Ice Climbing


I nearly missed out on this fam trip and I was devastated. The sign-up sheet had gone up and the spots all filled up before I had even seen it. As a rock climber without any rock to climb, I had been itching to try ice climbing. Even before I came to Antarctica I had wanted to try ice climbing. I knew there would be another trip…. probably (nothing is a certain here). But, that Sunday I wasn’t working and had no other plans, it would have been perfect. Anyway, I got up that Sunday morning to get on with my day and then I saw a note on the board to the field trainer running the trip. Two people had pulled out of the trip, perhaps, just perhaps, I might be able to get on the trip. When I saw Bia (our field trainer) I said to her “have you seen your note? And can I come?”. Clearly still waking up, I realized that the poor girl had just got out of bed, so I gave her some time to process and went off to do some other jobs. About half an hour later I got a PA “Sarah, come to the HFC to fit boots”. I was in, I was on the trip!

I got myself ready, scoffed some breakfast and then we were off. When arrived at the Erebus Glacier Tongue two things were obvious, it was really windy and it was much colder than I had anticipated. Anyway, not to worry, right? While the guides went to scope out somewhere they could set up a top rope we had a play on our cross-country skis we brought along. Although, it wasn’t long before I was off to find some warmer gear. After a little while the guides came back, they had decided that it was too windy to ice climb. Although I really wanted to climb, I agreed with this decision. It’s no fun freezing to death and get blown around on an ice cliff. My ice climbing dreams would have to wait for another day. So, caving it was instead.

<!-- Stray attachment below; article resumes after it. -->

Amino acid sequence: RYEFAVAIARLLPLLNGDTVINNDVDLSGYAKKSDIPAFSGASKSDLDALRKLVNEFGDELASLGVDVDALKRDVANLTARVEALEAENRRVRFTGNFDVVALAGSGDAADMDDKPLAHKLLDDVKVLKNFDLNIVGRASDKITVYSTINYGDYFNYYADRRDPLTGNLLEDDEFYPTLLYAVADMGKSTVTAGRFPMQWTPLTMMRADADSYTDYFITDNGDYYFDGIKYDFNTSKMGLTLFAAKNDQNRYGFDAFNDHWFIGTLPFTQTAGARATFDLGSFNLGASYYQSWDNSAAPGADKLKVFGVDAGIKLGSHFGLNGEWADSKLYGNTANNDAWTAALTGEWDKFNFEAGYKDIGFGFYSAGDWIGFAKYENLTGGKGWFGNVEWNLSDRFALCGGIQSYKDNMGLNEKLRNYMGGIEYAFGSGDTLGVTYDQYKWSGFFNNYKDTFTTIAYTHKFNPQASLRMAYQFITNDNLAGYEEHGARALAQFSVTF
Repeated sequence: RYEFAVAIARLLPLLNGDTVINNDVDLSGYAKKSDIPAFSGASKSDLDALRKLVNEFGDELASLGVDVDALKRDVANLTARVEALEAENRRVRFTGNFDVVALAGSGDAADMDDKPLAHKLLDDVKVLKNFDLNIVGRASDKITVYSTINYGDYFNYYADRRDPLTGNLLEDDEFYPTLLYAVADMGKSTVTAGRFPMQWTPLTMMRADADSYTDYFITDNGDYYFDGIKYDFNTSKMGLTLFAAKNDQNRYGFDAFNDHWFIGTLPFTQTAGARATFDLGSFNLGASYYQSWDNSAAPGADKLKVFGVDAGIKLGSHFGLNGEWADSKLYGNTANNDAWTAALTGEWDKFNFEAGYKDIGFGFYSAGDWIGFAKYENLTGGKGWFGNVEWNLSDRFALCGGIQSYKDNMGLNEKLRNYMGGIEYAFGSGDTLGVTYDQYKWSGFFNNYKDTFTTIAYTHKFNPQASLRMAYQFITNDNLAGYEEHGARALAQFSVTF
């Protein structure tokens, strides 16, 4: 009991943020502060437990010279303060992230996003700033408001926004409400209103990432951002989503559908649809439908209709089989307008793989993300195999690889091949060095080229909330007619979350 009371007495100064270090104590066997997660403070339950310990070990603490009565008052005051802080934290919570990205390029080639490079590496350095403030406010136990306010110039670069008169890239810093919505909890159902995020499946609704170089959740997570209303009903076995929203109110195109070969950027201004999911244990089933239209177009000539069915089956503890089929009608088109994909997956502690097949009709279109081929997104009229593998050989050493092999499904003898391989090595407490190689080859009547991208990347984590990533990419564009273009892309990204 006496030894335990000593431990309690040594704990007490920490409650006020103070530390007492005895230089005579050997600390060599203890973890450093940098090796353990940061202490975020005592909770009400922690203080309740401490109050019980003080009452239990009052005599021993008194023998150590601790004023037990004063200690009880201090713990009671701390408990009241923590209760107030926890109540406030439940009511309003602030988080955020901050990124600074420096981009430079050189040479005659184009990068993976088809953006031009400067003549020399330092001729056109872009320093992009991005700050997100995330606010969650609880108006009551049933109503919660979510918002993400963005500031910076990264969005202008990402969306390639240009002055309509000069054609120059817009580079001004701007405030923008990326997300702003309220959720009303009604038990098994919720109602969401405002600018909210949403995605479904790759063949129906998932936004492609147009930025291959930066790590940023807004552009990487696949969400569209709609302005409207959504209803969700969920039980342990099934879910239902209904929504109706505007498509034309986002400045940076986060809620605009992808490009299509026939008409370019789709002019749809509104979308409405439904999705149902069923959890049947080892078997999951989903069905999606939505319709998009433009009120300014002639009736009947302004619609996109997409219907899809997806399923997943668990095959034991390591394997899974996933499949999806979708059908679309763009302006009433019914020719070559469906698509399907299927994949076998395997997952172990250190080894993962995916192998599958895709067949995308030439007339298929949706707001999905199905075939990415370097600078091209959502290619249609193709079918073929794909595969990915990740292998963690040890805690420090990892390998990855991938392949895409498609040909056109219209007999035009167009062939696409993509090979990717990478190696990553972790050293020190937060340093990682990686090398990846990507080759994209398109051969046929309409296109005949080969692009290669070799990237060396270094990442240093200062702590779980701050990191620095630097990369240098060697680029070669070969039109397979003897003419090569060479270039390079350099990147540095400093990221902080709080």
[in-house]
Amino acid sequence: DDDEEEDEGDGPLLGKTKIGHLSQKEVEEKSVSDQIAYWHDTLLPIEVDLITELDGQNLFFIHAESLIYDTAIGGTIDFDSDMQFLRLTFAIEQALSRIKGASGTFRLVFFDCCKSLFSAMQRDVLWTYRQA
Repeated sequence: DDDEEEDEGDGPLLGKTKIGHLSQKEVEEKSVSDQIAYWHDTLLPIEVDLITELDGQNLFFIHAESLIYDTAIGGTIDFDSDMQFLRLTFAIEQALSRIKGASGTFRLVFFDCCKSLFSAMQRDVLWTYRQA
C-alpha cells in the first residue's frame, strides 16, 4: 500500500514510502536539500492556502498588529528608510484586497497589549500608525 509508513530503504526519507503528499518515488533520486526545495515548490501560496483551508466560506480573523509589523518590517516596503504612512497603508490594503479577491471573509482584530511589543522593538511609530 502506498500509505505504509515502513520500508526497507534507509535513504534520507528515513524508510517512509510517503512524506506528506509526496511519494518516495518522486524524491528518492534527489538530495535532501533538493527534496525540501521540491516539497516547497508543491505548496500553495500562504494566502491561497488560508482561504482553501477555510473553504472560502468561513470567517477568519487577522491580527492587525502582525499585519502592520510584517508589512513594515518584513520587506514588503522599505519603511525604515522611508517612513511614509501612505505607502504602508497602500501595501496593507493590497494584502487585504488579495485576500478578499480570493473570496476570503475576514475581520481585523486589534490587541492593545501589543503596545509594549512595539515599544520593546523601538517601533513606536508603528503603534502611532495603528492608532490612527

The first cave we went in was a crawl through style cave. It was a great find, you had to get on your hands and knees to get in and at some point it opened up before you emerged out a hole again. Unfortunately, I didn’t get any photos of this cave, I was too busy having fun annnnnd I had snow everywhere, it seemed too hard to get the camera out. After this cave, we decided to venture up part of the glacier which was a gentle slope leading to the top. Here we decided to amuse ourselves by rolling, jumping and sliding down the slope. By the time we had finished being idiots, Bia had found us another cave. This one needed a little setting up. It had a small meter and a half drop so the guides cut some steps and put in some hand lines to help people get in and out. It was a stunning cave! When we came out of this cave, the wind had dropped off! It was beautiful outside, so the guides got busy setting up a top rope. Wohoo!! Harness and crampons on, figure of eight tied, I was ready to go! After a few tips from James, my belayer I was off. Swing axe, swing axe, move one foot, move second foot and repeat. Up, up, up. Then I was staring Sam in the face, our guide/ photographer at the top. I scrambled up and over the ledge and then that was it. My first ice climb completed and in Antarctica! What a way to start huh. Over the edge and back on the ground I helped others get set up for their turn. Unfortunately, with ten or so people to get through there wasn’t time for second climbs but it was enough for me to get a taste and something I would love to do again. Perhaps I am an ice climber in the making.




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